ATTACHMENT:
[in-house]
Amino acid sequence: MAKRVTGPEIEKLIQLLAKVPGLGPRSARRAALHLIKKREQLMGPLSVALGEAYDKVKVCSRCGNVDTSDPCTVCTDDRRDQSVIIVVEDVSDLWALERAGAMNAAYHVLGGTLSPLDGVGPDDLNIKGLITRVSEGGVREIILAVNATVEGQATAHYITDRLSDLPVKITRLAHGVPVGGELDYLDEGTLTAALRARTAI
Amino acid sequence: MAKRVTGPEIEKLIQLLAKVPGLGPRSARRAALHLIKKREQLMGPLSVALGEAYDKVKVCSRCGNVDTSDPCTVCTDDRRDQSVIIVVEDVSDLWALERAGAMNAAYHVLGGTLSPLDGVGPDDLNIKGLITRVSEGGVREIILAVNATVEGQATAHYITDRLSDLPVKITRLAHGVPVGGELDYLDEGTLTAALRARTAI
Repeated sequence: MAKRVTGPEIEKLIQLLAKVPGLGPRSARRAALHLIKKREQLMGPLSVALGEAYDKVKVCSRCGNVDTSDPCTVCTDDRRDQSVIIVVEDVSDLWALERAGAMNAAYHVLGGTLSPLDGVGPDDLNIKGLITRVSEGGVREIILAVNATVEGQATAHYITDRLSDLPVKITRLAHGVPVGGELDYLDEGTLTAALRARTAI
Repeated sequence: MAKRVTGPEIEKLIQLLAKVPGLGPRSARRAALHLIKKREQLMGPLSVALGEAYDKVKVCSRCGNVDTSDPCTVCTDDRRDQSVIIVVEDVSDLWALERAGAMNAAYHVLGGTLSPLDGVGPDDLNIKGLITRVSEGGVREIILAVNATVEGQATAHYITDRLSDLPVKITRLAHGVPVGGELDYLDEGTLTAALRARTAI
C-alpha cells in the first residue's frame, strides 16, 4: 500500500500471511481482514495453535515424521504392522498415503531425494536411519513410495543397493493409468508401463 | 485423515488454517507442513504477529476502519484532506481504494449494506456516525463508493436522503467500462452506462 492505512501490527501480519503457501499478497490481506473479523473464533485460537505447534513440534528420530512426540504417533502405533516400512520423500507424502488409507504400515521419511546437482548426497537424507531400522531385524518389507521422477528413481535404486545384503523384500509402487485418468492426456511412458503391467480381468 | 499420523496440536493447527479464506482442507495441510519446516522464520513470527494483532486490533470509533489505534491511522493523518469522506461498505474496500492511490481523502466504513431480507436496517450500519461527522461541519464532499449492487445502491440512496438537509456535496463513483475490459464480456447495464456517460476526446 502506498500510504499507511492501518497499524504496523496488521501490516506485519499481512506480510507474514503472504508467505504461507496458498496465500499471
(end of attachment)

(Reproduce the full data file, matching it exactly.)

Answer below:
[in-house]
Amino acid sequence: MAKRVTGPEIEKLIQLLAKVPGLGPRSARRAALHLIKKREQLMGPLSVALGEAYDKVKVCSRCGNVDTSDPCTVCTDDRRDQSVIIVVEDVSDLWALERAGAMNAAYHVLGGTLSPLDGVGPDDLNIKGLITRVSEGGVREIILAVNATVEGQATAHYITDRLSDLPVKITRLAHGVPVGGELDYLDEGTLTAALRARTAI
Amino acid sequence: MAKRVTGPEIEKLIQLLAKVPGLGPRSARRAALHLIKKREQLMGPLSVALGEAYDKVKVCSRCGNVDTSDPCTVCTDDRRDQSVIIVVEDVSDLWALERAGAMNAAYHVLGGTLSPLDGVGPDDLNIKGLITRVSEGGVREIILAVNATVEGQATAHYITDRLSDLPVKITRLAHGVPVGGELDYLDEGTLTAALRARTAI
Repeated sequence: MAKRVTGPEIEKLIQLLAKVPGLGPRSARRAALHLIKKREQLMGPLSVALGEAYDKVKVCSRCGNVDTSDPCTVCTDDRRDQSVIIVVEDVSDLWALERAGAMNAAYHVLGGTLSPLDGVGPDDLNIKGLITRVSEGGVREIILAVNATVEGQATAHYITDRLSDLPVKITRLAHGVPVGGELDYLDEGTLTAALRARTAI
Repeated sequence: MAKRVTGPEIEKLIQLLAKVPGLGPRSARRAALHLIKKREQLMGPLSVALGEAYDKVKVCSRCGNVDTSDPCTVCTDDRRDQSVIIVVEDVSDLWALERAGAMNAAYHVLGGTLSPLDGVGPDDLNIKGLITRVSEGGVREIILAVNATVEGQATAHYITDRLSDLPVKITRLAHGVPVGGELDYLDEGTLTAALRARTAI
C-alpha cells in the first residue's frame, strides 16, 4: 500500500500471511481482514495453535515424521504392522498415503531425494536411519513410495543397493493409468508401463 | 485423515488454517507442513504477529476502519484532506481504494449494506456516525463508493436522503467500462452506462 492505512501490527501480519503457501499478497490481506473479523473464533485460537505447534513440534528420530512426540504417533502405533516400512520423500507424502488409507504400515521419511546437482548426497537424507531400522531385524518389507521422477528413481535404486545384503523384500509402487485418468492426456511412458503391467480381468 | 499420523496440536493447527479464506482442507495441510519446516522464520513470527494483532486490533470509533489505534491511522493523518469522506461498505474496500492511490481523502466504513431480507436496517450500519461527522461541519464532499449492487445502491440512496438537509456535496463513483475490459464480456447495464456517460476526446 502506498500510504499507511492501518497499524504496523496488521501490516506485519499481512506480510507474514503472504508467505504461507496458498496465500499471